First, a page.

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Hideout Festival Day 0 – Doorly Boat Party

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Hideout. The Big Scary. 12,000 people, 22 hrs/music day, for 4 days.

A UK heavy line-up, and a near 100% UK crowd. In fact Hideout this year was so jacked, so pre-fight warmed up that it stepped into the ring early : the festival itself ran Monday-Thursday, however most of the crowd made good on this and did Saturday to Saturday. Our first exposure to the sunburn and synthetic-sex of the place was Doorly’s Boat Party, which technically happened on Hideout Day 0. 

Data Transmission wandered past seas of aggressively-gymmed Brit bodies sunbathing on Novalja’s beach before arriving to the packed queue of Doorly’s boat party. On board, proceedings started with Scottish emerging DJ LaLa first almost losing her bikini top, then being ashed on, then having an entire pint poured into her bag, all by her worryingly-enthusiastic, worryingly-Scottish boyfriend. An exciting pyrotechnics display ensued. The DJ set was even more impressive, a mixture of jacking house and injection of Glasgow-inspired funky techno moved an initially relaxed crowd up a notch, heads slowly going down, little eruptions of shuffling happening here and there on the deck. We found Doorly at the back of the boat, intrigued. Soon enough, the man himself took to the decks. Scratch-backs, quick switches, and a smattering of multi-deck manouvres ensued, soundtrack mostly sailing down the upbeat house and bassy route, the crowd suddenly lighting up as all around became dark. 10 pm and already they were shouts to head down to Zrce. Hideout, 24 hours ahead of schedule, was underway. Today’s Random Fact – Source – Doorly’s Girlfriend Becky: “It’s not about boobs, it’s about nipples. Often people with the biggest boobs have really strangely shaped nipples. Last thing you want to see is a badly designed nipple. Especially on a boat party. Jesus..”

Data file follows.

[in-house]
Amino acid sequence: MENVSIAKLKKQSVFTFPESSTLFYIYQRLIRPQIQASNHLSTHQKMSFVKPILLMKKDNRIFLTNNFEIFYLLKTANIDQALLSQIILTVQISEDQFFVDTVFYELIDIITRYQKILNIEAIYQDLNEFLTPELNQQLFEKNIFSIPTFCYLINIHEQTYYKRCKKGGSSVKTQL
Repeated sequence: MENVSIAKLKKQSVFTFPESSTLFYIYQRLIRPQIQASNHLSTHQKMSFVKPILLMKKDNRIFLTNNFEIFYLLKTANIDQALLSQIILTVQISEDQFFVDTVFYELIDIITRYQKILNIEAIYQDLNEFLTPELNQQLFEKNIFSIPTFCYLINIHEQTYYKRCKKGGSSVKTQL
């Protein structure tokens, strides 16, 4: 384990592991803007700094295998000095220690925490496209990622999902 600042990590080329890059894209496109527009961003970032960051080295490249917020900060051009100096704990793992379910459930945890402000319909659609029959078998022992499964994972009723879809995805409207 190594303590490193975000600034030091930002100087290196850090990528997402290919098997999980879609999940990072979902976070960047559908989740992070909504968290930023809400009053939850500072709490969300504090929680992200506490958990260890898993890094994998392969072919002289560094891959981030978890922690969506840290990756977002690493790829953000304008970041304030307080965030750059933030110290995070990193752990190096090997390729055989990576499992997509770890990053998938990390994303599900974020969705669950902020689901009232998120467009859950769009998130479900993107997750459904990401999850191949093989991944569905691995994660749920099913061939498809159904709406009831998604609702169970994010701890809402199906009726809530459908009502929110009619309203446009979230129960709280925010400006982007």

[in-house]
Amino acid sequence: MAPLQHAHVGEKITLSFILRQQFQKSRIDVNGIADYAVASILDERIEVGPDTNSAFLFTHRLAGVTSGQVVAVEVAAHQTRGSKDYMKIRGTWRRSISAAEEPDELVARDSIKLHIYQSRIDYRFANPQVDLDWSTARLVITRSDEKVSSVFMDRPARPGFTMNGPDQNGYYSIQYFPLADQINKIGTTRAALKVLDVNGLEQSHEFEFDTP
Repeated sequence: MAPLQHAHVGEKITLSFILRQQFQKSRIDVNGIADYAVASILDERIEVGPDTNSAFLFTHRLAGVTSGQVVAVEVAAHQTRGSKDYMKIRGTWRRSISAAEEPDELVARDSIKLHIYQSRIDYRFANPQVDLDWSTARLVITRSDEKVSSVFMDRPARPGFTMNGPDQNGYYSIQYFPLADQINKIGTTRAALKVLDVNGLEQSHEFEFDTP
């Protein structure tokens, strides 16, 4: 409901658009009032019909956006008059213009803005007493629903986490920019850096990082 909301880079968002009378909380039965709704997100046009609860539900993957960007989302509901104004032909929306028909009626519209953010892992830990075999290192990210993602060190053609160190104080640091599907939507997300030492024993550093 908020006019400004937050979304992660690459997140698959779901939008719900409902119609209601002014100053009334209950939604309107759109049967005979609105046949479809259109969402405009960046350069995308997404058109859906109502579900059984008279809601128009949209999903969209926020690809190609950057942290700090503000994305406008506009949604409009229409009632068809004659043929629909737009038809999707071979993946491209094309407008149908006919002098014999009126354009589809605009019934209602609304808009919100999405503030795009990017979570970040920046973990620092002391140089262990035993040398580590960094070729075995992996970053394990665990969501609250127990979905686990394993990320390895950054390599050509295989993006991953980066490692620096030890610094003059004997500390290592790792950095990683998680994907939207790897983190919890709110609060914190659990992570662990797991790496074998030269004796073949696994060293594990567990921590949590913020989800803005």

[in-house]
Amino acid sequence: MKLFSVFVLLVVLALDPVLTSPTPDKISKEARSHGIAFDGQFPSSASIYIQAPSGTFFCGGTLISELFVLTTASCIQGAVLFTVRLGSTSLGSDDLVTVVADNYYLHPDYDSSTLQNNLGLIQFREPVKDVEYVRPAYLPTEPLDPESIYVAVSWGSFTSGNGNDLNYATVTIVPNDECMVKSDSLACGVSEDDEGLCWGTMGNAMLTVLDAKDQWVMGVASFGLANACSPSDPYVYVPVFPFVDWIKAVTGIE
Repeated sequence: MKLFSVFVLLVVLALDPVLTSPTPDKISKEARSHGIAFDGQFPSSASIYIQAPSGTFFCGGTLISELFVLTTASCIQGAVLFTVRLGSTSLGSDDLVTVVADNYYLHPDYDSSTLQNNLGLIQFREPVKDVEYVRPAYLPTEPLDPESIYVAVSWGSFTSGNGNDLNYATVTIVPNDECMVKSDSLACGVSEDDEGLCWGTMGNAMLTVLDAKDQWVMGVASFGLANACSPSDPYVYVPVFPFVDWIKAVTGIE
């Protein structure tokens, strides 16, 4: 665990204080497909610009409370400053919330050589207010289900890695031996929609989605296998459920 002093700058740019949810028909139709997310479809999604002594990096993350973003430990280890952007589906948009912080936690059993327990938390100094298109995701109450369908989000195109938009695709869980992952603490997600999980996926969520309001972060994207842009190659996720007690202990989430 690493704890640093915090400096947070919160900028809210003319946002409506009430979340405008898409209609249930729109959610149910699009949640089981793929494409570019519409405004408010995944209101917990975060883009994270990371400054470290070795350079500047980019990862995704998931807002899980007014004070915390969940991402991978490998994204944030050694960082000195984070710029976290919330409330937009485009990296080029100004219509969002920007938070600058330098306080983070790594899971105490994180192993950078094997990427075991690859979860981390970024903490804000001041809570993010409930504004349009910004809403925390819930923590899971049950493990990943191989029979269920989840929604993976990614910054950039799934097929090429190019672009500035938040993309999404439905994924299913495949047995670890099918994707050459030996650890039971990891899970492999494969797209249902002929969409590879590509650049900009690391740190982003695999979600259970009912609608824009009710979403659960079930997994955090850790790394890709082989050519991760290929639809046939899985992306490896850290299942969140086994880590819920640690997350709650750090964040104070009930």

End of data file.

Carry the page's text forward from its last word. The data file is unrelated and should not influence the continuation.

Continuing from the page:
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Grahame Farmer

Grahame Farmer’s love affair with electronic music goes back to the mid-90s when he first began to venture into the UK’s beloved rave culture, finding himself interlaced with some of the country’s most seminal club spaces. A trip to dance music’s anointed holy ground of Ibiza in 1997 then cemented his sense of purpose and laid the foundations for what was to come over the next few decades of his marriage to the music industry.

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